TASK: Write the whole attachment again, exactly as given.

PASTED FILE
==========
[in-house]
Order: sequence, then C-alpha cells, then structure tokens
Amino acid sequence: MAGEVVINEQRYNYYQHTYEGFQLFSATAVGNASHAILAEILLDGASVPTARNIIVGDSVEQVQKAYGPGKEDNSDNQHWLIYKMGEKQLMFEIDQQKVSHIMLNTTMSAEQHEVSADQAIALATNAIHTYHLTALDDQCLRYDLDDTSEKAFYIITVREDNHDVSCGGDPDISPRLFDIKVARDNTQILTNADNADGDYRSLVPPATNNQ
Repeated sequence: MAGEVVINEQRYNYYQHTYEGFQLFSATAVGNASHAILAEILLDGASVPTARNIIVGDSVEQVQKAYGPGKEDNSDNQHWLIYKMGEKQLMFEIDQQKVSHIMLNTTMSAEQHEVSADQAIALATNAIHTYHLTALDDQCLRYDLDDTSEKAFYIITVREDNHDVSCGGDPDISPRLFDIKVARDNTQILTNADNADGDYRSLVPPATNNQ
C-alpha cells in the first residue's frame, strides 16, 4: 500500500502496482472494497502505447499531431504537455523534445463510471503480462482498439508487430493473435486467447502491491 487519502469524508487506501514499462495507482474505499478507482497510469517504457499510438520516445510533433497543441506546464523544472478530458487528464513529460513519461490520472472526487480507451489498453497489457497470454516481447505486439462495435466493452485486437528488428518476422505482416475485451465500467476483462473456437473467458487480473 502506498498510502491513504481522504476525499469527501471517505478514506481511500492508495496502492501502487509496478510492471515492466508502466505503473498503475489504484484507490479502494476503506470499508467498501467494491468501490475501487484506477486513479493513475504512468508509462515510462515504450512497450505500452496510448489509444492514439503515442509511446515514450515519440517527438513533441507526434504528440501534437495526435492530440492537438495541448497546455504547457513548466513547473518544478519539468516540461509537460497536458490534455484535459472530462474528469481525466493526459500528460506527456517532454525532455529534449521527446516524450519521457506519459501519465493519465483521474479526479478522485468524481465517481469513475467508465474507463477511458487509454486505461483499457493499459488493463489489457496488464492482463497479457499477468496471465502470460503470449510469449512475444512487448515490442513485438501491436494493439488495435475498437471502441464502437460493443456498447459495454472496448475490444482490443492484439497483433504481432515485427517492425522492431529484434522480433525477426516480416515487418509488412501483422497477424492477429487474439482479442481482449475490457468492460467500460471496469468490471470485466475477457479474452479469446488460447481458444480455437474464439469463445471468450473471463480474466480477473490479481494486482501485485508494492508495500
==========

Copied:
[in-house]
Order: sequence, then C-alpha cells, then structure tokens
Amino acid sequence: MAGEVVINEQRYNYYQHTYEGFQLFSATAVGNASHAILAEILLDGASVPTARNIIVGDSVEQVQKAYGPGKEDNSDNQHWLIYKMGEKQLMFEIDQQKVSHIMLNTTMSAEQHEVSADQAIALATNAIHTYHLTALDDQCLRYDLDDTSEKAFYIITVREDNHDVSCGGDPDISPRLFDIKVARDNTQILTNADNADGDYRSLVPPATNNQ
Repeated sequence: MAGEVVINEQRYNYYQHTYEGFQLFSATAVGNASHAILAEILLDGASVPTARNIIVGDSVEQVQKAYGPGKEDNSDNQHWLIYKMGEKQLMFEIDQQKVSHIMLNTTMSAEQHEVSADQAIALATNAIHTYHLTALDDQCLRYDLDDTSEKAFYIITVREDNHDVSCGGDPDISPRLFDIKVARDNTQILTNADNADGDYRSLVPPATNNQ
C-alpha cells in the first residue's frame, strides 16, 4: 500500500502496482472494497502505447499531431504537455523534445463510471503480462482498439508487430493473435486467447502491491 487519502469524508487506501514499462495507482474505499478507482497510469517504457499510438520516445510533433497543441506546464523544472478530458487528464513529460513519461490520472472526487480507451489498453497489457497470454516481447505486439462495435466493452485486437528488428518476422505482416475485451465500467476483462473456437473467458487480473 502506498498510502491513504481522504476525499469527501471517505478514506481511500492508495496502492501502487509496478510492471515492466508502466505503473498503475489504484484507490479502494476503506470499508467498501467494491468501490475501487484506477486513479493513475504512468508509462515510462515504450512497450505500452496510448489509444492514439503515442509511446515514450515519440517527438513533441507526434504528440501534437495526435492530440492537438495541448497546455504547457513548466513547473518544478519539468516540461509537460497536458490534455484535459472530462474528469481525466493526459500528460506527456517532454525532455529534449521527446516524450519521457506519459501519465493519465483521474479526479478522485468524481465517481469513475467508465474507463477511458487509454486505461483499457493499459488493463489489457496488464492482463497479457499477468496471465502470460503470449510469449512475444512487448515490442513485438501491436494493439488495435475498437471502441464502437460493443456498447459495454472496448475490444482490443492484439497483433504481432515485427517492425522492431529484434522480433525477426516480416515487418509488412501483422497477424492477429487474439482479442481482449475490457468492460467500460471496469468490471470485466475477457479474452479469446488460447481458444480455437474464439469463445471468450473471463480474466480477473490479481494486482501485485508494492508495500